I was drilling some (13) holes is a 10mm titanium plate and everything was going fine and dandy until I wore out the last 4mm (.1575") 5% kobolt drill I had. I then switched to straight HSS. It broke in the first hole, about 1mm below the surface. The plate is on a fixture of aluminium and I "can't" remove it because I am pretty sure I can't get it back on with exactly the same rotation.
How do I remove the broken drill ?
I have 2 ideas:
1. Plunge 6mm carbide endcutting endmill on top of it and straight thru. The hole is going to be 8mm in the end so I have got room to spare.
2. Build a dam of model clay and use some kind of acid to remove the drill, but what acid ?
I would try the carbide. Put it in the mill, touch your carbide tool to the top of the broken piece of drill, then set the depth stop so it won't allow the quill to move down any farther, then peck while winding the depth stop down 10-15 thou per peck. That will keep you from digging in if you catch the tool. Don't be afraid to get your 6mm endmill up to about 800 rpm. Keep the chips blown away and you should make quick work of it.
As GREEN says, a carbide end mill should work. Hand y to have some "dull" carbide end mills around just for "digging" out broken stuff. We usually use carbide or "supertanium" drills on titanium.
I will try the endmill with depth stop [img]smile.gif[/img] Thank you.
Any strong oxidising acid won't attack titanium. Concentrated nitric would do a good job and also won't attack the aluminium, but keep it well away from your machines and yourself. Use gloves, rubber apron and face shield, and do it outside or in a fume cabinet. When you wash it off make sure it is diluted quickly because dilute nitric acid will attack aluminium and titanium. It could be neutralized with sodium bicarbonate. One of those odd bits of practical chemistry, concentrated nitric acid can be kept in aluminium containers because a layer of aluminium oxide prevents the acid from attacking, but dilute acid will dissolve the oxide, and then the metal. Same applies to titanium.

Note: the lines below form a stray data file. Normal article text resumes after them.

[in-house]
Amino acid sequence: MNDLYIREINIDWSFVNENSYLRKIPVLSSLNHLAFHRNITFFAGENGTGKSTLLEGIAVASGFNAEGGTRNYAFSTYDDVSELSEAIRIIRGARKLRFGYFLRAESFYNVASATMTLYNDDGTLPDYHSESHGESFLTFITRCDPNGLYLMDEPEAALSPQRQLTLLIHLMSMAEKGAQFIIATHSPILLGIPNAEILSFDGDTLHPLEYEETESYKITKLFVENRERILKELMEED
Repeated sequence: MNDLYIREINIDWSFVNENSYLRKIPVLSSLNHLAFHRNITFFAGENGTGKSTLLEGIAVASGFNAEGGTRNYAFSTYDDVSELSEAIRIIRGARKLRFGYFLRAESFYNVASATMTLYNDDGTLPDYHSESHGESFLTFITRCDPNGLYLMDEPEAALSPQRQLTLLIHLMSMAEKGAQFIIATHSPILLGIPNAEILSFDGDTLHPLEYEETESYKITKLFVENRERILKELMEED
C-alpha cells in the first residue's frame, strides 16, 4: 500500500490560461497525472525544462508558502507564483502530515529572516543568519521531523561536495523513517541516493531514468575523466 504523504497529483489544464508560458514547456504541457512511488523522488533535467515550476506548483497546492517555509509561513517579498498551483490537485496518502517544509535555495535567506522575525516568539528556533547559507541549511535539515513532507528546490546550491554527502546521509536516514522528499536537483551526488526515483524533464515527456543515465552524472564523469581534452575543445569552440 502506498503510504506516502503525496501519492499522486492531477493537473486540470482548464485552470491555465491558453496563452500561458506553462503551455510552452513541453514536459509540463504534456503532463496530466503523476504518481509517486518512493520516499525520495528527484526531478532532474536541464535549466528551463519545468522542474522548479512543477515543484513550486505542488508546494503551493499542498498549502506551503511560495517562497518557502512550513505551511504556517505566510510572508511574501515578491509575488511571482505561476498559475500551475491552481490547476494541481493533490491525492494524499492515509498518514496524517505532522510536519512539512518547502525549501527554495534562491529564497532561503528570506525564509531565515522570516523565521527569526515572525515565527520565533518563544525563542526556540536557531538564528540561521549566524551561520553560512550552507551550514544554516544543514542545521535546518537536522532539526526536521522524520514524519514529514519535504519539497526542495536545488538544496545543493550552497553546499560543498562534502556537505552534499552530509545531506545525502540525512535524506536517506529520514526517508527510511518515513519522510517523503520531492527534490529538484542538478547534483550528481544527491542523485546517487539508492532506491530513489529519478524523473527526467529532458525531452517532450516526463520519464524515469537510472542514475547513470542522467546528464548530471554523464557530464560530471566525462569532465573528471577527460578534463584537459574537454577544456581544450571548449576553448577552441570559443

A carbide cutter is more practical unless you have access to a chemistry laboratory and are familiar with some elementary chemistry.
- Mike -
use a carbide anything at HIGH SPEED (saftey glasses)
preferably something around the root dia. of whats stuck
just plunge in a little at a time 'till it gets itself in the center...
and bore away.. chip away at it with no reguard t whats happening to the "cutter"
you will get the broken whatever out
i've done this millions of times and it works out great.. taps, end mills whatever is in the way
save broken carbide endmills, reamers, drills, whatever
and use them to remove the other broken stuff that gets in the way
it works (no coolant)
If you soak the tap in ferric chloride it should eat the tap away without hurting the Ti. I'm not sure what it will do to the aluminum though.
You can get ferric chloride in radioshack. They sell it as circuit board etchant.
I feel sure the carbide endmill will do the trick for you.
Just for future reference, though... I had a retired machinist come out to the museum one day and bring a pile of drill bits for me. He picked up a couple of really odd-looking butchered bits and asked me if I knew what they were for. I had no idea. "Broken tap removers!" he said.
The basic principle was the same as a non-center cutting endmill. The center of the endmill does not cut and neither did the center of these drills. He had used a tool grinder to remove the point and web of the drill about 1/4-3/8" up, leaving two teeth on either side... kind of a core drill. You straddled the broken tap (or drill bit in your case) and cored the metal out around it, leaving enough to chip out with a punch or grab with pliers and back out. Those bits now live in a very special place nobody else knows about.
Ferric chloride PCB etchant will eat aluminum even faster than it does copper. With a large enough surface area, the reaction is quite violent, with all matter of smoke and fumes given off....
If it would be easier to remove the broken drill with the Ti plate off of the machine, you could always use two or three existing holes (before you wore out your cobalt bit) and re-drill them into the alum fixture and then insert pins. The portion of the pins above the alum. fixture would probably have to be relieved a half a thou or so to ease removal and replacement of the Ti plate. Would keep you pretty close to your original set-up. As for removing the broken drill itself, follow what some of the others have already said.
Just a thought!
That's a smart idea murf. Thank you!
I will do that if the carbide endmill shouldn't work. I should have thought about that myself